This interview was first published on NZZ on 24 February 2018.
Interview by Birgit Voigt
NZZ on Sunday: Why is the pharmaceutical industry not developing more new antibiotics?
Thomas Cueni: Today, there is simply no economically realistic business model that would justify investments of over one billion Swiss Francs for the development of a new antibiotic. The risks of developing a new antibiotic are similar to the risks of developing medicines in other therapeutic areas. But in the case of new antibiotics, there is almost no chance to get sufficient returns on investment.
Nonetheless, in 2017 an Alliance of 100 life-sciences companies was created to contribute to the solution of AMR. Could you tell us about their progress?
The issue of antimicrobial resistance is very complex and we require global strategies that tackle the full range of challenges. The AMR Industry Alliance has four goals: reducing the impact on the environment, antibiotic stewardship, ensuring access to old as well as new antibiotics, and the development of new antibiotics.
What does the industry require to speed up the development of new antibiotics?
We need a sustainable business model.
Meaning that governments should pay more for antibiotics R&D?
Nobody in our industry is hoping that antibiotic research will create the same returns on investment that can be found in oncology. But the returns should at least be high enough to justify the resources being put into antibiotic research.
The US and the EU have programs that support early-stage research.
That is a good start, but not nearly enough. It is in the last stages, when the large-scale clinical trials are carried out that the development of a medicine become really expensive. This is where we need the market to provide incentives. These are completely missing at the moment. The Merkel government put this issue on the agenda at the last G20 summit and the OECD and UN are working on ideas, too.
Which ideas are currently being discussed?
One example are market entry rewards for the development of new antibiotics. Instead of current subsidies for research and early-stage development, this would reward the success at the end of a lengthy process. The reward would also reimburse companies for the fact that they cannot earn much revenue from their new product, since new antibiotics are put in reserve and are only rarely used.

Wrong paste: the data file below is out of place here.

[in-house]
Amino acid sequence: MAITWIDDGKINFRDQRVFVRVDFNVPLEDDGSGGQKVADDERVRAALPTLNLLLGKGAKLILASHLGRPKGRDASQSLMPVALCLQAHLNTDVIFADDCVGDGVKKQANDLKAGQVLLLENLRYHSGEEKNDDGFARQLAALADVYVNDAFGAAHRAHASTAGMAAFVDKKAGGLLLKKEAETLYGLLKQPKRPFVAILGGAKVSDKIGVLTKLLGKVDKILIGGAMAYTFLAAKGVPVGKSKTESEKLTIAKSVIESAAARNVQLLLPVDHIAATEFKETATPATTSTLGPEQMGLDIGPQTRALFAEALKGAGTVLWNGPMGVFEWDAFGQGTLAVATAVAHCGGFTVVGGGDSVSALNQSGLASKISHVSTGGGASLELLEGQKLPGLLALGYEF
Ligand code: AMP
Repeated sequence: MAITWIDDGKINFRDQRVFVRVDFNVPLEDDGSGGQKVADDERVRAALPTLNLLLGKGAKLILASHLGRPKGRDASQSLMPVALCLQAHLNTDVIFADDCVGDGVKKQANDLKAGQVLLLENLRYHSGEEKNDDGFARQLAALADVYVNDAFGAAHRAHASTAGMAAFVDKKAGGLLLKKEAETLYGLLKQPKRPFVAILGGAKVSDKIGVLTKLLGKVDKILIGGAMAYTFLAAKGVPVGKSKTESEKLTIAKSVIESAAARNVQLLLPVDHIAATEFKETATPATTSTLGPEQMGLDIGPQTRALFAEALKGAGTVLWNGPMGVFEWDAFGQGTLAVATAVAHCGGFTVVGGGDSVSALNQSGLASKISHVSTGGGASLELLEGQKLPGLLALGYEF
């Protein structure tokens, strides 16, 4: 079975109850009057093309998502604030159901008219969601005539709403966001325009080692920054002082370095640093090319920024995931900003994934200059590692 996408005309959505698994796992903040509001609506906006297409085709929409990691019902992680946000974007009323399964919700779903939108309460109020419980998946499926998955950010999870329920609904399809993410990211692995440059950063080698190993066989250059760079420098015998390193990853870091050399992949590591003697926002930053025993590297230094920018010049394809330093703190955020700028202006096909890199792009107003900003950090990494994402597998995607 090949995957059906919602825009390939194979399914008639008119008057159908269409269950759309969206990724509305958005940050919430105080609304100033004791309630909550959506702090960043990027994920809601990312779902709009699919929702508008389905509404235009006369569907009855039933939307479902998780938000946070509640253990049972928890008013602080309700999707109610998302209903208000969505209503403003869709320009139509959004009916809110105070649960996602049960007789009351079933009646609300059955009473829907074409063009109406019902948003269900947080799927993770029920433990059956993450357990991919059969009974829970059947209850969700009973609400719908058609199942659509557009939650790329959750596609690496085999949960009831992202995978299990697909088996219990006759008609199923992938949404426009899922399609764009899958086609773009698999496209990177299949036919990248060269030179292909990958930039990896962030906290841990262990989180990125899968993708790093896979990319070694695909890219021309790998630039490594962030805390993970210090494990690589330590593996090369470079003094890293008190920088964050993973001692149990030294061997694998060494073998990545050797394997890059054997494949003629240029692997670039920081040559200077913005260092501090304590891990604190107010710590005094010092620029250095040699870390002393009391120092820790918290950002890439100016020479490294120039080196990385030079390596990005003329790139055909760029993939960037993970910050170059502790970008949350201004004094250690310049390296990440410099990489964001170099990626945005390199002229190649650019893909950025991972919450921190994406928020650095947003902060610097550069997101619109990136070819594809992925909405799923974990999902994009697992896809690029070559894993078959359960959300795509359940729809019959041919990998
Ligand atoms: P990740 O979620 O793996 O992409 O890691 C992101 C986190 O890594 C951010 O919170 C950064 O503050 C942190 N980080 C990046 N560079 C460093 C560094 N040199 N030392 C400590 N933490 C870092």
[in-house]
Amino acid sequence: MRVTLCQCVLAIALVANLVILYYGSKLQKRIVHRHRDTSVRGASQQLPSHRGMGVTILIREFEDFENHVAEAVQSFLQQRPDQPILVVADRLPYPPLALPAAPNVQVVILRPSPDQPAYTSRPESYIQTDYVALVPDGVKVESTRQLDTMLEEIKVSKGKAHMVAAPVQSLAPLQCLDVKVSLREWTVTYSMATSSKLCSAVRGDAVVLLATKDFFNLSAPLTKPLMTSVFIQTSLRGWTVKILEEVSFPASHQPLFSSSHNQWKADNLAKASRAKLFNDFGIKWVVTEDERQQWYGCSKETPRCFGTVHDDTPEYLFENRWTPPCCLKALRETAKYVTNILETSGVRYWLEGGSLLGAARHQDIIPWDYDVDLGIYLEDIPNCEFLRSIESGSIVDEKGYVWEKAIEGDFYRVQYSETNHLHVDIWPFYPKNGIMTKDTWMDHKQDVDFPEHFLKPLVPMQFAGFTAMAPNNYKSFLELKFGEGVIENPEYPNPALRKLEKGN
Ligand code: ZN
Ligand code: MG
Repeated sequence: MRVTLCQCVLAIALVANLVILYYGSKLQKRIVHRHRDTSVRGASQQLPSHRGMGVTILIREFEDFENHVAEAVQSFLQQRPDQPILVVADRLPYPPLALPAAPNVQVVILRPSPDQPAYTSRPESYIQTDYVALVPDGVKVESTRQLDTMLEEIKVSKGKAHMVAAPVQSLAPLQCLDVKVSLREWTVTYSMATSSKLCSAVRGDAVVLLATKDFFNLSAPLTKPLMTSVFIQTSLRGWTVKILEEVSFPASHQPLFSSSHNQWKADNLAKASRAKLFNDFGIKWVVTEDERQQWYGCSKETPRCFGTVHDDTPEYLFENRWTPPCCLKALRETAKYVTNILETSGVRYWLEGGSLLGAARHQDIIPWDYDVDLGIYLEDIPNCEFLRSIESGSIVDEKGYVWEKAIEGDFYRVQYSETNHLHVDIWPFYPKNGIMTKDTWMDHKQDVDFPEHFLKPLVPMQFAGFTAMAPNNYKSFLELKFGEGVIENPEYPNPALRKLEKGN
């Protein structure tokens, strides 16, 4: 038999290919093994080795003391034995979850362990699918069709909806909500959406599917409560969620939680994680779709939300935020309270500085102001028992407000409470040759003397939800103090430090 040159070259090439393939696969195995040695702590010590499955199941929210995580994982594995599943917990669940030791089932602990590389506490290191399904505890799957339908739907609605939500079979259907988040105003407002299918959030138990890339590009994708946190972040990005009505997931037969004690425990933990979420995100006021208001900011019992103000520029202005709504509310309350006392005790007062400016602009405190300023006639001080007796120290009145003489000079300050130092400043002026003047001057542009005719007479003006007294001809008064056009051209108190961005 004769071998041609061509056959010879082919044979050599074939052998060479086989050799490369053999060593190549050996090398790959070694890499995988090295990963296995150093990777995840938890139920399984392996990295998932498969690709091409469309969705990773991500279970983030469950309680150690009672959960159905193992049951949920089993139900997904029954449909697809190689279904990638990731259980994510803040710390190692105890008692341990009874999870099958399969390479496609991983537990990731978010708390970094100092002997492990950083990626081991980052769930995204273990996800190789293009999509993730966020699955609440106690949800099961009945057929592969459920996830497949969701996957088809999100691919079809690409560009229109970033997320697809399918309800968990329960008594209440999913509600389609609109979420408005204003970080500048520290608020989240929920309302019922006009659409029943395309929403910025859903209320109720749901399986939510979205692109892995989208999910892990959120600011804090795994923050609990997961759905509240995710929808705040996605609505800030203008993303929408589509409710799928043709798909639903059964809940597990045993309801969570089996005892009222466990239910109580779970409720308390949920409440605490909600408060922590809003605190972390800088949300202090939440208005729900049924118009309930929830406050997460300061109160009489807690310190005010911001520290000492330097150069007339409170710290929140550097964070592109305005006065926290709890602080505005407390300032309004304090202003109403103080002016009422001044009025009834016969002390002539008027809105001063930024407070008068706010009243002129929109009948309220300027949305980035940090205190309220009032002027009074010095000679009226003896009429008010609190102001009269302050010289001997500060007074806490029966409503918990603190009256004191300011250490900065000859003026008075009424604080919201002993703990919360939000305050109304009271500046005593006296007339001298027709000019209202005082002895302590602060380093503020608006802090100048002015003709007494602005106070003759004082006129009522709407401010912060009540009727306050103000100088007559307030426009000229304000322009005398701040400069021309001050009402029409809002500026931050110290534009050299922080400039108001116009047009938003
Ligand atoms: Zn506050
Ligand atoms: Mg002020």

How much money are we talking about?
A number often mentioned is one billion USD per drug. If this would provide a sufficient incentive is yet to be seen. To offer such rewards, you also need governments who are willing to provide the money upfront. But to support an idea in a G20 resolution is easier than to make out a billion-dollar check. And I do not see any heads of state pushing forward.
What incentives do you suggest?
Reforms in the approval process could drastically lower R&D costs. Innovative reimbursement systems are also possible: the payment of a substantial annual lump-sum according to the benefit for society, for example. Or granting transferable market exclusivities for a company that successfully launches a new antibiotic. This is an exciting proposal, because no one needs to provide funding upfront.
There is a lot of talk but is there action, too?
The new AMR Industry Alliance Progress Report demonstrates that in 2016 the private sector invested around USD 2 billion in research and development of new antibiotics, roughly four times as much as all government and foundations combined. However, the often-cited O’Neill report states that USD 40 billion would be needed to fight AMR in the next ten years.
That is an enormous sum.
This sum must be compared to the costs of running out of antibiotics. Experts believe that in roughly 30 years these costs will be as high as 1 trillion USD if there are no countermeasures. At that point, 10 million people could die due to antimicrobial resistance annually.
Interview by Birgit Voigt